If you prefer a lighter device, and don't need the faster mobile networking or the higher density Retina Display, you can save one hundred dollars by buying an iPad 2. A number of people of made similar decisions to buy an iPhone 3GS or iPhone 4 rather than the latest and most expensive iPhone 4S. However the iPhone 4S is still Apple's most popular iPhone, and the new iPad with its beautiful screen and faster data options is clearly going to be Apple's most popular tablet.
Another impact of the Retina Display is that apps that take full advantage of it weigh in a bit larger. Photos and videos taken by the higher quality iSight camera are also a big bigger. Additionally, HD videos from iTunes can now support full 1080p resolution on the new iPad, adding a third source of space-taking content.
With fatter apps, photos and video, you might find that the entry level 16GB model might not be enough to hold all the content you want to schlep around. On the other hand, iCloud now makes it easier to selectively manage which apps, photos and movies you want to keep on your iPad, giving you the option to download just the content you need at any particular time.
The latest iPad offers a significant bump in features and capabilities over last year's iPad 2, although the majority of its software features (apart from Dictation) are available as a free iOS 5.1 update to existing owners.
iPad 2 owners might want to upgrade for the Retina Display screen, a better camera and new 4G LTE mobility features, but it's also easy to be happy with the existing iPad 2 and a free software update.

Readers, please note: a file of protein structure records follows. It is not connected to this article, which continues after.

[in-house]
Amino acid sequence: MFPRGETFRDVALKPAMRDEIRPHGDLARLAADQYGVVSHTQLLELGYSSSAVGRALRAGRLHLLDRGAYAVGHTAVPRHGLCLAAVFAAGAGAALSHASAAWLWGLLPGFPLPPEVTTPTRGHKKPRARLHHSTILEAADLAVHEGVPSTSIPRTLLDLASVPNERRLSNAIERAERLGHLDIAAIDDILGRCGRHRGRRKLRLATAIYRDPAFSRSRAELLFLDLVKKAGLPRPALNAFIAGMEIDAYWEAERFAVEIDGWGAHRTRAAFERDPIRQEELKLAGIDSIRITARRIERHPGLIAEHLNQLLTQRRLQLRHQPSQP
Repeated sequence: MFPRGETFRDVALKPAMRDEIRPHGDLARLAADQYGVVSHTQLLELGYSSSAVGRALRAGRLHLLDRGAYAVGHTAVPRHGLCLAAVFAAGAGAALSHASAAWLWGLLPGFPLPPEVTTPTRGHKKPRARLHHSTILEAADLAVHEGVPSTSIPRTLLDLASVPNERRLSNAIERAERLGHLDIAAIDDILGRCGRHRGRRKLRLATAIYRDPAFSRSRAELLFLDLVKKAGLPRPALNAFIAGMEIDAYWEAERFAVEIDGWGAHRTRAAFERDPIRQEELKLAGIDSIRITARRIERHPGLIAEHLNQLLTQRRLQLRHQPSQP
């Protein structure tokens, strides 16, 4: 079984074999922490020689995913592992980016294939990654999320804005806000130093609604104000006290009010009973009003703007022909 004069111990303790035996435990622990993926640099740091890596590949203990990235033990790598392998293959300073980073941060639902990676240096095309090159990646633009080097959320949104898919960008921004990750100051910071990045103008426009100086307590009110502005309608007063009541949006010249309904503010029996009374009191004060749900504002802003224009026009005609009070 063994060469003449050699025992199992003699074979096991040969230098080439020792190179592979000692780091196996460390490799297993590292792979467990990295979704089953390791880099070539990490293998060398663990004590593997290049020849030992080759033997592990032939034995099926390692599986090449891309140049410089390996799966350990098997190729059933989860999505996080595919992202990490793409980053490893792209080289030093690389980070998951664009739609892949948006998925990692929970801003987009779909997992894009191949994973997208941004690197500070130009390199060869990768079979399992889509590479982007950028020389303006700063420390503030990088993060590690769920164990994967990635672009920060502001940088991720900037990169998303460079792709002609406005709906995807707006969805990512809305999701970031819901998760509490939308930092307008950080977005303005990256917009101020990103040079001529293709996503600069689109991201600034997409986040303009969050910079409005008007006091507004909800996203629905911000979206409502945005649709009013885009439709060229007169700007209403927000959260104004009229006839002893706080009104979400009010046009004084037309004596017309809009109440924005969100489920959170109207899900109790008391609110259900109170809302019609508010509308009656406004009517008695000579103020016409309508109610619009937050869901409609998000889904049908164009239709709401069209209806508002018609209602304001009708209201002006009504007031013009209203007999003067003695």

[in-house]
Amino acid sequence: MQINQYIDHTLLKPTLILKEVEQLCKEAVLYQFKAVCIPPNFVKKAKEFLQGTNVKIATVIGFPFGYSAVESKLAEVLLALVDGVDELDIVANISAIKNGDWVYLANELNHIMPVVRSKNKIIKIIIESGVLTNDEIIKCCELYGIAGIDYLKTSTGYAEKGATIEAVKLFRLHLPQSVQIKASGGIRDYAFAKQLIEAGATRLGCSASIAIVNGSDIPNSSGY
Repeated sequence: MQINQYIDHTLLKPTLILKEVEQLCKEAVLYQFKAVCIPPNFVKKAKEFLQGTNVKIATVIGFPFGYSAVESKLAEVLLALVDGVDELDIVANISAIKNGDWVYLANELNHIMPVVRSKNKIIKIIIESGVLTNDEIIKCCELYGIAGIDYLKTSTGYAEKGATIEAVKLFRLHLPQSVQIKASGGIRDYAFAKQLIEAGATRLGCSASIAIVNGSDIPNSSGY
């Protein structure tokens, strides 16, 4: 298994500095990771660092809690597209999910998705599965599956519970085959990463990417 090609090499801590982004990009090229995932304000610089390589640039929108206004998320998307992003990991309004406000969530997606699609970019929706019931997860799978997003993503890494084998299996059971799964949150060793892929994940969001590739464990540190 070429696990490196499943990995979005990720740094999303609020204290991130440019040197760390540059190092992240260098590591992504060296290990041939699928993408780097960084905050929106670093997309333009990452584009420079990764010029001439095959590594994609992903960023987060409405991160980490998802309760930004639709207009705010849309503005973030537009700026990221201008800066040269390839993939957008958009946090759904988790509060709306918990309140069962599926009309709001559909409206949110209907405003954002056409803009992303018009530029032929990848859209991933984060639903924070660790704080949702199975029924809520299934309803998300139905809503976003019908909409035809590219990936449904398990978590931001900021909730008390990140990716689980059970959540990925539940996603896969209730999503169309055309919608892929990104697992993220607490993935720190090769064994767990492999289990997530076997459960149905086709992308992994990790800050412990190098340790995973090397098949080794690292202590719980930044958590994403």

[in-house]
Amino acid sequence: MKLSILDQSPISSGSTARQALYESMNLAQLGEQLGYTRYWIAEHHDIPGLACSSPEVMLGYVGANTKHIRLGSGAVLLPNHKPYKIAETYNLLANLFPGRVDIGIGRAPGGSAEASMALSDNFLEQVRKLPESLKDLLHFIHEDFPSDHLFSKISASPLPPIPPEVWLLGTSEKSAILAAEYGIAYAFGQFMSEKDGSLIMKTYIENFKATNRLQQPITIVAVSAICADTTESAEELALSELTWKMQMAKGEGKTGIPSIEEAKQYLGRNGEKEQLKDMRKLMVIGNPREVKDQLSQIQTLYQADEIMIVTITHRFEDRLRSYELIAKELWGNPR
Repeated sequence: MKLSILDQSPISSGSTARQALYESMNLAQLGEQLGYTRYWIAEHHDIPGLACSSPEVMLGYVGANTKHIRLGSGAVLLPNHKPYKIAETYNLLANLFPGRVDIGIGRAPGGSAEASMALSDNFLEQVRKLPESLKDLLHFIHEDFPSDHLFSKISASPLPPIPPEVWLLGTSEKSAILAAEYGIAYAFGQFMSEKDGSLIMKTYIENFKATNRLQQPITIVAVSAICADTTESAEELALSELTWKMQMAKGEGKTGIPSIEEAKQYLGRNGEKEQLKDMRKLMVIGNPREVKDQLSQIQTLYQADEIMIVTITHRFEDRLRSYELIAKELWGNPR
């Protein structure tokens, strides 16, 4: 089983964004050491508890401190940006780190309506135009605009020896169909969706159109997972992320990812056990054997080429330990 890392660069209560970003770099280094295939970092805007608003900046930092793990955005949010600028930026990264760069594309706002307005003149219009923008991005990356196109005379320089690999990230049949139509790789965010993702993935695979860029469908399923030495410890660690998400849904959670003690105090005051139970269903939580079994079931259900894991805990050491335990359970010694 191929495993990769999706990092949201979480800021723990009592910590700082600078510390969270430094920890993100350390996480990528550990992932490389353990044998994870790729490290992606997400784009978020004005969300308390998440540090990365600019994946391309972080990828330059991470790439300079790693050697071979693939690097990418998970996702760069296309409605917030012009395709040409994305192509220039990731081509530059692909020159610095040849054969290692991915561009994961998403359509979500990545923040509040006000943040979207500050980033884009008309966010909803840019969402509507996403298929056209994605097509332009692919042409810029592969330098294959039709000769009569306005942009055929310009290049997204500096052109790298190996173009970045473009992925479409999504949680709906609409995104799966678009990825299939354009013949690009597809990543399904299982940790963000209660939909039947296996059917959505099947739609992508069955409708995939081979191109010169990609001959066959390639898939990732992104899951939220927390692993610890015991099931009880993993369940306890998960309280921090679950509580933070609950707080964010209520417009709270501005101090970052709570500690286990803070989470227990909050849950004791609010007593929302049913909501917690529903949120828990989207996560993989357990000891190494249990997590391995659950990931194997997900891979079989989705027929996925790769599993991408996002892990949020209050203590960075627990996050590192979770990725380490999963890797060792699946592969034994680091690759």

The case to upgrade gets a bit stronger if you own the original iPad, which lacked any camera and had a bit more thickness and heft, and didn't work with the Smart Cover.
The new iPad largely enhances the allure of iPad to new users, who might find themselves ready to join the Post-PC transition given the new model's enhanced feature mix.
Once you decide to buy the new iPad, you get a choice of black or white, a choice of three capacities (16, 32 or 64GB), and a choice between the base WiFi model or two flavors of 3G/4G mobility: one supporting AT&T's 4G LTE network and 3G service, and the other supporting Verizon's 4G LTE network and its 3G EvDo service. Both models support access to global UMTS 3G networks via a SIM card.
Consider the increasing demands for storage made by Retina Display apps, 1080p video, and the new iPad's 5 megapixel photos; 16 GB might not be enough for your needs anymore.
When choosing between Verizon and AT&T, note that Verizon is currently the only carrier to support Personal Hotspot mobile sharing, and does so at no additional cost.
Beautiful Retina Display screen looks amazing
Faster quad core graphics; 1080p movies, video and AirPlay Mirroring support
Strong, clean, attractive design; works with existing Smart Cover and accessories
Fast 802.11n wireless networking, 4G LTE data options, exceptional battery life
New iCloud, iOS 5.1 features make new iPad easy to use without a PC
Improved hardware and 4G options same price as iPad 2 was, added Personal Hotspot
FaceTime video conferencing & much improved iSight camera for video, photos
Low cost new iPhoto, iMovie and iWork apps make iPad a strong productivity tool
Most popular tablet platform with the largest third party selection of apps by far
iOS' simplified interface means a variety of desktop features are not available
No LED flash or HDR camera options, missing quick lock screen camera access
On Topic: iPad
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- IBM began mass adoption of iOS prior to its exclusive partnership with Apple, Inc.
- Apple holds on to top spot in tablet sales despite iPad decline